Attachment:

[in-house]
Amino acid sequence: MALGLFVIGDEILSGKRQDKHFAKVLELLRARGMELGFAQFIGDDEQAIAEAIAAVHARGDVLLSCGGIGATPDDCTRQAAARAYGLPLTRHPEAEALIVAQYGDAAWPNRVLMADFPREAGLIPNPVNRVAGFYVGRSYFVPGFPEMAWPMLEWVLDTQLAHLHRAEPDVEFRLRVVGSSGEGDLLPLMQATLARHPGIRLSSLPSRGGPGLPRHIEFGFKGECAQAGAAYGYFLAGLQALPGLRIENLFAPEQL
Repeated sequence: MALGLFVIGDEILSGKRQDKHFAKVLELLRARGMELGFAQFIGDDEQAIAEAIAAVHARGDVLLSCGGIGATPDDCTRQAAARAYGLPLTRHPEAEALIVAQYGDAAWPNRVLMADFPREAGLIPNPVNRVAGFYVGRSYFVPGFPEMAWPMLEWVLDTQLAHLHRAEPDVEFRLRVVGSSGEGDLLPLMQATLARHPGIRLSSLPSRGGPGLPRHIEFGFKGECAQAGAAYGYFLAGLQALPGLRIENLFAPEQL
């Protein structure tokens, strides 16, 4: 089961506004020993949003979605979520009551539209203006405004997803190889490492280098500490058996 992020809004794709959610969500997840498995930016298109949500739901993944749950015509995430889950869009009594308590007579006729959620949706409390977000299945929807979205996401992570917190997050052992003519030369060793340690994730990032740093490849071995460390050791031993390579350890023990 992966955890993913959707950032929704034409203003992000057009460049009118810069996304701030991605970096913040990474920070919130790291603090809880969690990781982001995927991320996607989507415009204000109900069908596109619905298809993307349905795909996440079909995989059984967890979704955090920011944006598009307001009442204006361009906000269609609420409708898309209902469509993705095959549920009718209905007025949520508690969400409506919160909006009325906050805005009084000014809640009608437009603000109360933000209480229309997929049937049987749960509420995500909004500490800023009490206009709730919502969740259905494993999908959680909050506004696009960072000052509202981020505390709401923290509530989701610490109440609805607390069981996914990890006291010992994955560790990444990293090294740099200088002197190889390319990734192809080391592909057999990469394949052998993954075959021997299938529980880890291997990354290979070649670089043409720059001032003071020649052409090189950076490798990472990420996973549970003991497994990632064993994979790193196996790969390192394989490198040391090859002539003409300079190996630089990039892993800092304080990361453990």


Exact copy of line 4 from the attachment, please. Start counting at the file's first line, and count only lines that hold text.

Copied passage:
């Protein structure tokens, strides 16, 4: 089961506004020993949003979605979520009551539209203006405004997803190889490492280098500490058996 992020809004794709959610969500997840498995930016298109949500739901993944749950015509995430889950869009009594308590007579006729959620949706409390977000299945929807979205996401992570917190997050052992003519030369060793340690994730990032740093490849071995460390050791031993390579350890023990 992966955890993913959707950032929704034409203003992000057009460049009118810069996304701030991605970096913040990474920070919130790291603090809880969690990781982001995927991320996607989507415009204000109900069908596109619905298809993307349905795909996440079909995989059984967890979704955090920011944006598009307001009442204006361009906000269609609420409708898309209902469509993705095959549920009718209905007025949520508690969400409506919160909006009325906050805005009084000014809640009608437009603000109360933000209480229309997929049937049987749960509420995500909004500490800023009490206009709730919502969740259905494993999908959680909050506004696009960072000052509202981020505390709401923290509530989701610490109440609805607390069981996914990890006291010992994955560790990444990293090294740099200088002197190889390319990734192809080391592909057999990469394949052998993954075959021997299938529980880890291997990354290979070649670089043409720059001032003071020649052409090189950076490798990472990420996973549970003991497994990632064993994979790193196996790969390192394989490198040391090859002539003409300079190996630089990039892993800092304080990361453990």